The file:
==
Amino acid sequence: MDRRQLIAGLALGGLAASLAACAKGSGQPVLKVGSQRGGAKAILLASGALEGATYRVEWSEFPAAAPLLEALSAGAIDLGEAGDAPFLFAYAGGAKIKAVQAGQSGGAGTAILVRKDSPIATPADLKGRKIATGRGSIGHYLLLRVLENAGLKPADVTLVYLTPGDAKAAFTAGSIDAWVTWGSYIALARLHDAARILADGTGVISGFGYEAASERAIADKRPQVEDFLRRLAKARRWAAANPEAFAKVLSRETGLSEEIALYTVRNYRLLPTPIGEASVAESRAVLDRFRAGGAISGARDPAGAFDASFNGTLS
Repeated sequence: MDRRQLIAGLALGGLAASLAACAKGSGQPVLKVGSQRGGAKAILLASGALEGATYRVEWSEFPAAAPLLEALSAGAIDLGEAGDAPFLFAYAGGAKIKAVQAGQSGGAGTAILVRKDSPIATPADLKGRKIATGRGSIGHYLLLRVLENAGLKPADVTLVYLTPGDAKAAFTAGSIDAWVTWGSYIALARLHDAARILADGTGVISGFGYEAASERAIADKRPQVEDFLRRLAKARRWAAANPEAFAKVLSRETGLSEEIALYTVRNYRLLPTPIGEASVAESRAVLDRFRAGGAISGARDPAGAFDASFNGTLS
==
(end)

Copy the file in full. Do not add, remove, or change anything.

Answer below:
Amino acid sequence: MDRRQLIAGLALGGLAASLAACAKGSGQPVLKVGSQRGGAKAILLASGALEGATYRVEWSEFPAAAPLLEALSAGAIDLGEAGDAPFLFAYAGGAKIKAVQAGQSGGAGTAILVRKDSPIATPADLKGRKIATGRGSIGHYLLLRVLENAGLKPADVTLVYLTPGDAKAAFTAGSIDAWVTWGSYIALARLHDAARILADGTGVISGFGYEAASERAIADKRPQVEDFLRRLAKARRWAAANPEAFAKVLSRETGLSEEIALYTVRNYRLLPTPIGEASVAESRAVLDRFRAGGAISGARDPAGAFDASFNGTLS
Repeated sequence: MDRRQLIAGLALGGLAASLAACAKGSGQPVLKVGSQRGGAKAILLASGALEGATYRVEWSEFPAAAPLLEALSAGAIDLGEAGDAPFLFAYAGGAKIKAVQAGQSGGAGTAILVRKDSPIATPADLKGRKIATGRGSIGHYLLLRVLENAGLKPADVTLVYLTPGDAKAAFTAGSIDAWVTWGSYIALARLHDAARILADGTGVISGFGYEAASERAIADKRPQVEDFLRRLAKARRWAAANPEAFAKVLSRETGLSEEIALYTVRNYRLLPTPIGEASVAESRAVLDRFRAGGAISGARDPAGAFDASFNGTLS